Once A Day

Nick West's reviews for Bucketfull Of Brains and Rock'N'Reel

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Location: London, United Kingdom

Co-editor and publisher of Bucketfull Of Brains since 1996.

Wednesday, March 28, 2007

Robyn Hitchcock & The Venus 3

Ole Tarantula

Proper PRPCD 028

It’s always grand to get a new Robyn record but Ole Tarantula is a particular treat. Last year’s shows with the Minus 3 who have now turned into the Venus 3 had set us up very nicely, and over the last year they went on playing consistently. When not Robyn’s band there was the Minus 5, there was work with John Wesley Harding, and probably other stuff too. And they did have a bit of previous with the live REM. So while the recordings with Gillian Welch and David Rawlings that made up Spooked were certainly interesting this is, in Robyn terms, the real deal.

Along with Messrs Buck, McCaughey, and Reiflin we find two other Soft Boys, Morris and Kim, in attendance, plus Colin Izod on horns, and a brief appearance from Ian McLagan. And they’ve come up with what seems to be the absolute perfect Robyn Hitchcock album. It’s got everything; the typical humour, surrealism, sci-fi craziness, and shaggy-dog stories. The obliquely odd references to film and rock’n’roll, but here with some added poignancy. There’s as ever psych, folk, garage, a bit of 70’s funk, all blended together to create a marvellous chocolate box of delights.

‘Adventure Rocketship’ makes a grand beginning, accelerating towards the stars in a slightly ‘Telstar’-ish fashion, and is followed by ‘Underground Sun’, written for a dead friend but celebratory rather than maudlin. Almost-Memphis horns open ‘The Museum Of Sex’, in the course of which Robyn actually declaims, “music is the antidote to the world of pain and sorrow”. In case this worries, within a few songs he’s back to “fuck me baby, I’m a trolley bus”.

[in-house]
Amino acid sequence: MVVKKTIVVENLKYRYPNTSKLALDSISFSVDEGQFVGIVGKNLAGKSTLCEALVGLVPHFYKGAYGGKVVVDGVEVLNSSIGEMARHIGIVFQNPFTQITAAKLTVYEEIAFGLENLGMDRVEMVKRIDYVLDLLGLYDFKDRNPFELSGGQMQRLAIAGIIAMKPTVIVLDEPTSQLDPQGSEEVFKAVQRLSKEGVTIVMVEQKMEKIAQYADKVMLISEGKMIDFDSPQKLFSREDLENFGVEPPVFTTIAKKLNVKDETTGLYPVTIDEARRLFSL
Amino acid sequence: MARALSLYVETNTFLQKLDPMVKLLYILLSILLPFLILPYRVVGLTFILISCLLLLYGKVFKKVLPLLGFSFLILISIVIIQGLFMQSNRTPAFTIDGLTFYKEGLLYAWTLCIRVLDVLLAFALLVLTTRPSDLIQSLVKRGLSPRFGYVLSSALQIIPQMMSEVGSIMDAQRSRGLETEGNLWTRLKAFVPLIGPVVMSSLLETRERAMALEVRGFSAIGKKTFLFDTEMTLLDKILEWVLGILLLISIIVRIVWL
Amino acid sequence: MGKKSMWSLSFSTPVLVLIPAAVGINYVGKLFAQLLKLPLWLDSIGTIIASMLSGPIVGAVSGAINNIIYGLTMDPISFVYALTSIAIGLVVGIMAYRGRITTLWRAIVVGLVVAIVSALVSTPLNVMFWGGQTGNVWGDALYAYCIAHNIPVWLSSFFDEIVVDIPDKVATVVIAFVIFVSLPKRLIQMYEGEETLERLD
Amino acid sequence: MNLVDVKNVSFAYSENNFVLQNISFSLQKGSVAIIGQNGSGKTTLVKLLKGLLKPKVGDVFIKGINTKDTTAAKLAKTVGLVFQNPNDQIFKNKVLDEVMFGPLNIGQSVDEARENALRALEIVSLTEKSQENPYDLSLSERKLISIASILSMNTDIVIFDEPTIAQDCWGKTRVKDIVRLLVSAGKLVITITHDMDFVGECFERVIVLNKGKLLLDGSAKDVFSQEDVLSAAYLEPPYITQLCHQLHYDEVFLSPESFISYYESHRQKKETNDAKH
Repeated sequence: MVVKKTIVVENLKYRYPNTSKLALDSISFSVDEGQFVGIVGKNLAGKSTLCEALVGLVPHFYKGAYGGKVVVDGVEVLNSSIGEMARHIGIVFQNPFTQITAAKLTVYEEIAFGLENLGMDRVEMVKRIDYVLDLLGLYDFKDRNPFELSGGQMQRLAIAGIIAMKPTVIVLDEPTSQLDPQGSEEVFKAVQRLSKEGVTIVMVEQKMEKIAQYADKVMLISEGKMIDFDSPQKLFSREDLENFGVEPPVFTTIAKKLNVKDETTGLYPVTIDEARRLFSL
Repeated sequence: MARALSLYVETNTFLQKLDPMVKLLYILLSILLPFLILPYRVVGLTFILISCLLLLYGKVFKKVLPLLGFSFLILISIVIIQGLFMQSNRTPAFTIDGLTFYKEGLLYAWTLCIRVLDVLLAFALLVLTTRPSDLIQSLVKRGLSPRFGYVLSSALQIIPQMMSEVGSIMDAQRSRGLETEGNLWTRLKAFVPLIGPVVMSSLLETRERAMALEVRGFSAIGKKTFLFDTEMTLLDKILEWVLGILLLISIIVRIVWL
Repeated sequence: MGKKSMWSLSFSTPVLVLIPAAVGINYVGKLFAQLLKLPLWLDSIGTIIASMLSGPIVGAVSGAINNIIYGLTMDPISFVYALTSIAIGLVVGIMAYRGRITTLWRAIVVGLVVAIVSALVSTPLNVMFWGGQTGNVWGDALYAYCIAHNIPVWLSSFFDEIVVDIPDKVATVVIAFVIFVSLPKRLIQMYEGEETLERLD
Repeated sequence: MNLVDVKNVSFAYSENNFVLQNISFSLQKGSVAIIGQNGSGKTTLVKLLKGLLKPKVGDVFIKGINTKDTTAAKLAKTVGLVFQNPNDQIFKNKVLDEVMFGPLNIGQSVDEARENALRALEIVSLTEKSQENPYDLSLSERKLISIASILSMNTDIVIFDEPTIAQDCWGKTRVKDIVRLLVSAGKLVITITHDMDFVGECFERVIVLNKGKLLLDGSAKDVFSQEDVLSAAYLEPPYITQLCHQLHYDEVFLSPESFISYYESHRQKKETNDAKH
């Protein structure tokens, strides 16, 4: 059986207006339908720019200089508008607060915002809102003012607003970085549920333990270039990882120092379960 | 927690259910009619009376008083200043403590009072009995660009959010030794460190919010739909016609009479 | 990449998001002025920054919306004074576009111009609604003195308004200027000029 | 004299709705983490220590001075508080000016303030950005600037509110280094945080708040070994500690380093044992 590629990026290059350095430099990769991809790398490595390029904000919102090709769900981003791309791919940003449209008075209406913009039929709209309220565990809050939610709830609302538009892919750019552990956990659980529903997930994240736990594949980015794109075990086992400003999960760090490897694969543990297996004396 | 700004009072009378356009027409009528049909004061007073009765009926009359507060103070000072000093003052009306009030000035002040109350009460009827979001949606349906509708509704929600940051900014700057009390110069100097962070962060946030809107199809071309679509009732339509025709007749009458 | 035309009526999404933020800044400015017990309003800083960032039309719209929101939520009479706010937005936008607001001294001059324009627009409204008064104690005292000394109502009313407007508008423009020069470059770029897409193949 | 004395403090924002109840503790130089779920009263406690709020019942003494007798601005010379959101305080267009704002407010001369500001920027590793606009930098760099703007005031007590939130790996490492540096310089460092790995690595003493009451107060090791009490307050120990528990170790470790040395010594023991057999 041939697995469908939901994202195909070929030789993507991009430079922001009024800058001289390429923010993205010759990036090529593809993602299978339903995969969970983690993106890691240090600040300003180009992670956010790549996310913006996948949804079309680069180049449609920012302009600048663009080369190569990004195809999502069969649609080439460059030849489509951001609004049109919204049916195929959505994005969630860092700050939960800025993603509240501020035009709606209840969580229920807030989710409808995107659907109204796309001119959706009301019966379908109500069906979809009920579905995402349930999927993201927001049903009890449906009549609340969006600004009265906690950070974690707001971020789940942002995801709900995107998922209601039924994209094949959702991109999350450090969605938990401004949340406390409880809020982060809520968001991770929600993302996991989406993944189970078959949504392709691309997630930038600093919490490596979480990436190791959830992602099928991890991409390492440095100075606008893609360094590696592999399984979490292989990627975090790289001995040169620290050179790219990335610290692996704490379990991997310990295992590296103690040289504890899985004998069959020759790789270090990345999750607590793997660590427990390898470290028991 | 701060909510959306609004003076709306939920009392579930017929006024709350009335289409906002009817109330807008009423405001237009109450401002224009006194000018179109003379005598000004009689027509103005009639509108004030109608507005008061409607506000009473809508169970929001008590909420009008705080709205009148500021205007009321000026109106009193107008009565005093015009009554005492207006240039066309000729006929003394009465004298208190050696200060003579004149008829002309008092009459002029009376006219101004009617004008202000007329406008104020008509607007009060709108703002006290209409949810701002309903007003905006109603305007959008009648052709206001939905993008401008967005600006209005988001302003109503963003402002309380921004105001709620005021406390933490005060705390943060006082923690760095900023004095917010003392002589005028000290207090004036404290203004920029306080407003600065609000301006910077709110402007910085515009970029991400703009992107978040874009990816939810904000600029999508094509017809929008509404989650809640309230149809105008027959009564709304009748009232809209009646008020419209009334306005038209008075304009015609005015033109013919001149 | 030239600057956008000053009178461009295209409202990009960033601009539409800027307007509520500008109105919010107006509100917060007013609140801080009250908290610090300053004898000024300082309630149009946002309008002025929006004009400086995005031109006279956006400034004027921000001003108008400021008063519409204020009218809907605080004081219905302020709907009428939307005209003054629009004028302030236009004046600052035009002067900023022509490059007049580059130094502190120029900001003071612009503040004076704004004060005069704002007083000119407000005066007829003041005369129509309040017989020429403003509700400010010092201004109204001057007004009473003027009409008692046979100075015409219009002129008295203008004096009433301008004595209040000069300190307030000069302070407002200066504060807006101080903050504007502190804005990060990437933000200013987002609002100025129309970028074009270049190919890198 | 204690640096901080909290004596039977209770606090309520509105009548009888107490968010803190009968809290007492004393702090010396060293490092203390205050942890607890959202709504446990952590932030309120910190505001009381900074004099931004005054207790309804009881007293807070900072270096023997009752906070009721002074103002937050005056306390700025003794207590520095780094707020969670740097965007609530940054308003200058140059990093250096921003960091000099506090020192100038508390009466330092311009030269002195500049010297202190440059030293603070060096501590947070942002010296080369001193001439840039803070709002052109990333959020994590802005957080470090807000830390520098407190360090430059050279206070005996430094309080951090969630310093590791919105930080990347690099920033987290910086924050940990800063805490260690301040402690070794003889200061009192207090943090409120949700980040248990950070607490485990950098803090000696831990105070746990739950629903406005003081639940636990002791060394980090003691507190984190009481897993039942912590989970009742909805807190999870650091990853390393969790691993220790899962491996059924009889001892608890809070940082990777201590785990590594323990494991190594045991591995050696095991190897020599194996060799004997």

‘Belltown Ramble’ is a jaunty wander round Seattle that has great percussion, perhaps kettle drums, unsurprisingly it goes a bit loopy, and possibly has a cameo role for Ken Stringfellow. ‘A Man’s Gotta Know His Limitations Briggs’ is where Dirty Harry meets Bob Dylan and ‘The Authority Box’ has a strange kind of Roger Waters’ brutality to it in parts. But last is best, being the lovely ‘N.Y.Doll’.

‘N.Y.Doll’ is a memorial to Arthur Kane. It plays on his final job as a librarian at the Mormon Church’s genealogy centre in LA and there’s a beautiful guitar trail running through it, shadowing the vocals while McLagan’s organ gradually manifests itself. A worthy tribute, with the necessary gravity being balanced by a smart, but finally stark, lyric: “sincerely I remain, Arthur Kane”. You can get the album for this alone, but you must stay and be warmed by the rest.

The Museum Of Robyn Hitchcock


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